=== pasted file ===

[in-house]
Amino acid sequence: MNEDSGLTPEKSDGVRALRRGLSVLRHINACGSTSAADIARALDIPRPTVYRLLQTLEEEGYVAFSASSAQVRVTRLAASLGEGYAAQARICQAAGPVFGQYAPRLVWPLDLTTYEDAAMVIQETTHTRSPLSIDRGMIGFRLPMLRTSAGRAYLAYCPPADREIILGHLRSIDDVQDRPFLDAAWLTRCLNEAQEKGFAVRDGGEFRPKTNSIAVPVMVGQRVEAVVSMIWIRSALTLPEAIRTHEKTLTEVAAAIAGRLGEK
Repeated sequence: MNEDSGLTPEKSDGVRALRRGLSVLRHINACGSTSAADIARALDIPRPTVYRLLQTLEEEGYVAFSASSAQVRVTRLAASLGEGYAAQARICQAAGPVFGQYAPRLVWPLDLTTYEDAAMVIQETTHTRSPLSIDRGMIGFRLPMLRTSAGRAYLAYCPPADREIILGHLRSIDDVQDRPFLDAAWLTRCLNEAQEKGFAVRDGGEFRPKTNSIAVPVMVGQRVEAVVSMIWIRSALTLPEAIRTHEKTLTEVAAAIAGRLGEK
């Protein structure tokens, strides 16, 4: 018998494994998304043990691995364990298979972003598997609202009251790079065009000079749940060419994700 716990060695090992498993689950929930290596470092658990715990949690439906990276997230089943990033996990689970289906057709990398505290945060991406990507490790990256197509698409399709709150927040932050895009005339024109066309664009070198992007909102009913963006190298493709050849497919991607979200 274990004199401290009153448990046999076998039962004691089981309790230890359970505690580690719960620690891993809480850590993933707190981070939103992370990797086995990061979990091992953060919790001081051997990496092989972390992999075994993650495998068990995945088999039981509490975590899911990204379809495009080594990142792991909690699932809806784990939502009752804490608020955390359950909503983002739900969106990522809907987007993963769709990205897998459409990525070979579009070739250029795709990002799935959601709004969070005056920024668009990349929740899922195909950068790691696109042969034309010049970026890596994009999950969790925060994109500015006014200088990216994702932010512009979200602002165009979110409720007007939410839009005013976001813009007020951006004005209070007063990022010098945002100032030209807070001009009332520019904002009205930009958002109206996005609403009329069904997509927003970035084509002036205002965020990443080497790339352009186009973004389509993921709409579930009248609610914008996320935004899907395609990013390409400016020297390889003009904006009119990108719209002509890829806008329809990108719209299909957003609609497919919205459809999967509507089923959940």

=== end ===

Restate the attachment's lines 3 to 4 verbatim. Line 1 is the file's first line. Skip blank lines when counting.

Repeated sequence: MNEDSGLTPEKSDGVRALRRGLSVLRHINACGSTSAADIARALDIPRPTVYRLLQTLEEEGYVAFSASSAQVRVTRLAASLGEGYAAQARICQAAGPVFGQYAPRLVWPLDLTTYEDAAMVIQETTHTRSPLSIDRGMIGFRLPMLRTSAGRAYLAYCPPADREIILGHLRSIDDVQDRPFLDAAWLTRCLNEAQEKGFAVRDGGEFRPKTNSIAVPVMVGQRVEAVVSMIWIRSALTLPEAIRTHEKTLTEVAAAIAGRLGEK
């Protein structure tokens, strides 16, 4: 018998494994998304043990691995364990298979972003598997609202009251790079065009000079749940060419994700 716990060695090992498993689950929930290596470092658990715990949690439906990276997230089943990033996990689970289906057709990398505290945060991406990507490790990256197509698409399709709150927040932050895009005339024109066309664009070198992007909102009913963006190298493709050849497919991607979200 274990004199401290009153448990046999076998039962004691089981309790230890359970505690580690719960620690891993809480850590993933707190981070939103992370990797086995990061979990091992953060919790001081051997990496092989972390992999075994993650495998068990995945088999039981509490975590899911990204379809495009080594990142792991909690699932809806784990939502009752804490608020955390359950909503983002739900969106990522809907987007993963769709990205897998459409990525070979579009070739250029795709990002799935959601709004969070005056920024668009990349929740899922195909950068790691696109042969034309010049970026890596994009999950969790925060994109500015006014200088990216994702932010512009979200602002165009979110409720007007939410839009005013976001813009007020951006004005209070007063990022010098945002100032030209807070001009009332520019904002009205930009958002109206996005609403009329069904997509927003970035084509002036205002965020990443080497790339352009186009973004389509993921709409579930009248609610914008996320935004899907395609990013390409400016020297390889003009904006009119990108719209002509890829806008329809990108719209299909957003609609497919919205459809999967509507089923959940």